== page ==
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books, children's books, cover illustration, Jennifer Bricking, middle grade books, Nancy Paulsen Books, Padma Venkatraman, Puffin Books, reviews, support an author, THE BRIDGE HOME

THE BRIDGE HOME by Padma Venkatraman Winner of Children’s Book Review Lottery!

There were two entrants to my first ever Children’s Book Review Lottery which allowed me the happy instance to be able to review both books. After making out slips for both books and folding them over, all that was left to do was to pick which to review first. Thank you to my son for humoring his mom and picking the first book. THE BRIDGE HOME was his selection.

THE BRIDGE HOME is the story of Rukku and Viji, two sisters, who leave home because of domestic abuse and their struggles to find “home” with all its attached meanings. The story of their journey to survive is woven through with tender moments of joy, love, friendship, compassion, and gratitude. I found the story both heartbreaking and hopeful. Yes, it sounds like, looks like and is an oxymoron, and its quite a good one.

I identified with the character’s of both girls although they and their perspectives were very different. Viji is a realist who holds onto a dream that gives her hope. Her assumed role as caregiver to Rukku, although she’s younger by a year than Rukku, gives her purpose. Viji is constantly on guard against the world and worried about their survival, but devotion to her sister allows Viji to send Rukku off each night with a story to dream on. The nightly story began with Once upon a time two sisters ruled a magical land and ended with Viji and Rukku always together.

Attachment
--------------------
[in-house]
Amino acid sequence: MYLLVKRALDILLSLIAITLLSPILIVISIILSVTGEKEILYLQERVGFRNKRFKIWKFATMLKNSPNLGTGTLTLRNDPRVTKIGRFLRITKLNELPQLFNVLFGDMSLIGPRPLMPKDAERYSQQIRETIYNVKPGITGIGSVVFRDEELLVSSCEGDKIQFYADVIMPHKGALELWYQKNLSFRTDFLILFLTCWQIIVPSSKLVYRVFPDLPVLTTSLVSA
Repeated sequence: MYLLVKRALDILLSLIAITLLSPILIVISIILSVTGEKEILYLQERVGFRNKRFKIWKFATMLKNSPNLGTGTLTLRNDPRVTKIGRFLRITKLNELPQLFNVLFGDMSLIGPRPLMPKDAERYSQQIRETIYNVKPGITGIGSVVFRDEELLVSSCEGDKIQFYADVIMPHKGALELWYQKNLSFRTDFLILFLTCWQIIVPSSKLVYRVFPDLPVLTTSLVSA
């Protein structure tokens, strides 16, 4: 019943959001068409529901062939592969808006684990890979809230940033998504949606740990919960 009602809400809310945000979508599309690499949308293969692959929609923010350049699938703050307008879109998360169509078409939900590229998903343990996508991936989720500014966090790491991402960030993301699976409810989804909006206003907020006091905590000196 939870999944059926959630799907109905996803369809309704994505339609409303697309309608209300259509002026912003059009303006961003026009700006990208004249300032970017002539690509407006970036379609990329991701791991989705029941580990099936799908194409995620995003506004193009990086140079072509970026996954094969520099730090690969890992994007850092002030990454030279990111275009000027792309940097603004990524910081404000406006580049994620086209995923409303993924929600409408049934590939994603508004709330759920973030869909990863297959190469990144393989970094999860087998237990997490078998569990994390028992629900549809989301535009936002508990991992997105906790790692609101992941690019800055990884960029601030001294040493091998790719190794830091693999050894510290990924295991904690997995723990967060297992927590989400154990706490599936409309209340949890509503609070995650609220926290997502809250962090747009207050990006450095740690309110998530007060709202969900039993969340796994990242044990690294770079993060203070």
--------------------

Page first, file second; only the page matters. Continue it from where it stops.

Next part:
Rukku, who is intellectually disabled, lives within the moment, and because of that capacity she can appreciate and find beauty and joy even in the difficulties of the girls’ everyday existence. Rukku finds her purpose when she comes across a stray dog, Kutti and develops confidence in herself when she and Viji meet up with two homeless boys, Arul and Muthu, who share with the girls all they’ve learned about how to survive on the streets. Through their immediate acceptance of her as equal, she becomes comfortable within her own skin. Her worth is further validated when her skill at beading necklaces gains them money enough to buy food and supplies for their tent-home.